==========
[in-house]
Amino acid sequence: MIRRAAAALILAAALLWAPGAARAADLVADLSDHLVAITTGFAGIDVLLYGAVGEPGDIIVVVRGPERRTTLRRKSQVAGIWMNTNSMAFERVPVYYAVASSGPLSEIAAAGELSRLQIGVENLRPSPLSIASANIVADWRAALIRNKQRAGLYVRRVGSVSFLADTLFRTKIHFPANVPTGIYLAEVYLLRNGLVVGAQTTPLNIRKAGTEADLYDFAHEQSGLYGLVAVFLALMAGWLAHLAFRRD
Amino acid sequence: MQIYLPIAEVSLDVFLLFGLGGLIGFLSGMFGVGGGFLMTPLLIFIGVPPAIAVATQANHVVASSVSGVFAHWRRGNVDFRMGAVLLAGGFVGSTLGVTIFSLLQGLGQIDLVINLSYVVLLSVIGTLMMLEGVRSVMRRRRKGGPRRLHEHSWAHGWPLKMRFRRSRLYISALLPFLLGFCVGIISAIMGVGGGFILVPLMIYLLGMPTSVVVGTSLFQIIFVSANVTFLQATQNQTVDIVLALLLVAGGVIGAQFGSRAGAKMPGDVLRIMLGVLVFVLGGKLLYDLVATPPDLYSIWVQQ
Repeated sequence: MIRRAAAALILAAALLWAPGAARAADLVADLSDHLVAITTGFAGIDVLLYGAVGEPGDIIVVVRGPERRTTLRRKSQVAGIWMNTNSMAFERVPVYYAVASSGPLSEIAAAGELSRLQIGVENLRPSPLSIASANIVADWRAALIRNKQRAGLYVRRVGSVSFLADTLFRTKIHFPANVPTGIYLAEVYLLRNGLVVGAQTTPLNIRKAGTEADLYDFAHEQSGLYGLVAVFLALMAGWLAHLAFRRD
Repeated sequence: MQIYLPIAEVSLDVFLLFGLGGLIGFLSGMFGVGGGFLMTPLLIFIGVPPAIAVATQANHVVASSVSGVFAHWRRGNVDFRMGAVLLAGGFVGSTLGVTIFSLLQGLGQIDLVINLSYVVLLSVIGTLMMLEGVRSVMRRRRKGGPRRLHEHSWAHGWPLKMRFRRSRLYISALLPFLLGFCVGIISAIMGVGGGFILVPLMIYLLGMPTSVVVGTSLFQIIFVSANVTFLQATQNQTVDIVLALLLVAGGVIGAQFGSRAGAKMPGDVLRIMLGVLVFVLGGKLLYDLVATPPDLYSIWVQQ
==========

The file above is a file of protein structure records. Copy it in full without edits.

[in-house]
Amino acid sequence: MIRRAAAALILAAALLWAPGAARAADLVADLSDHLVAITTGFAGIDVLLYGAVGEPGDIIVVVRGPERRTTLRRKSQVAGIWMNTNSMAFERVPVYYAVASSGPLSEIAAAGELSRLQIGVENLRPSPLSIASANIVADWRAALIRNKQRAGLYVRRVGSVSFLADTLFRTKIHFPANVPTGIYLAEVYLLRNGLVVGAQTTPLNIRKAGTEADLYDFAHEQSGLYGLVAVFLALMAGWLAHLAFRRD
Amino acid sequence: MQIYLPIAEVSLDVFLLFGLGGLIGFLSGMFGVGGGFLMTPLLIFIGVPPAIAVATQANHVVASSVSGVFAHWRRGNVDFRMGAVLLAGGFVGSTLGVTIFSLLQGLGQIDLVINLSYVVLLSVIGTLMMLEGVRSVMRRRRKGGPRRLHEHSWAHGWPLKMRFRRSRLYISALLPFLLGFCVGIISAIMGVGGGFILVPLMIYLLGMPTSVVVGTSLFQIIFVSANVTFLQATQNQTVDIVLALLLVAGGVIGAQFGSRAGAKMPGDVLRIMLGVLVFVLGGKLLYDLVATPPDLYSIWVQQ
Repeated sequence: MIRRAAAALILAAALLWAPGAARAADLVADLSDHLVAITTGFAGIDVLLYGAVGEPGDIIVVVRGPERRTTLRRKSQVAGIWMNTNSMAFERVPVYYAVASSGPLSEIAAAGELSRLQIGVENLRPSPLSIASANIVADWRAALIRNKQRAGLYVRRVGSVSFLADTLFRTKIHFPANVPTGIYLAEVYLLRNGLVVGAQTTPLNIRKAGTEADLYDFAHEQSGLYGLVAVFLALMAGWLAHLAFRRD
Repeated sequence: MQIYLPIAEVSLDVFLLFGLGGLIGFLSGMFGVGGGFLMTPLLIFIGVPPAIAVATQANHVVASSVSGVFAHWRRGNVDFRMGAVLLAGGFVGSTLGVTIFSLLQGLGQIDLVINLSYVVLLSVIGTLMMLEGVRSVMRRRRKGGPRRLHEHSWAHGWPLKMRFRRSRLYISALLPFLLGFCVGIISAIMGVGGGFILVPLMIYLLGMPTSVVVGTSLFQIIFVSANVTFLQATQNQTVDIVLALLLVAGGVIGAQFGSRAGAKMPGDVLRIMLGVLVFVLGGKLLYDLVATPPDLYSIWVQQ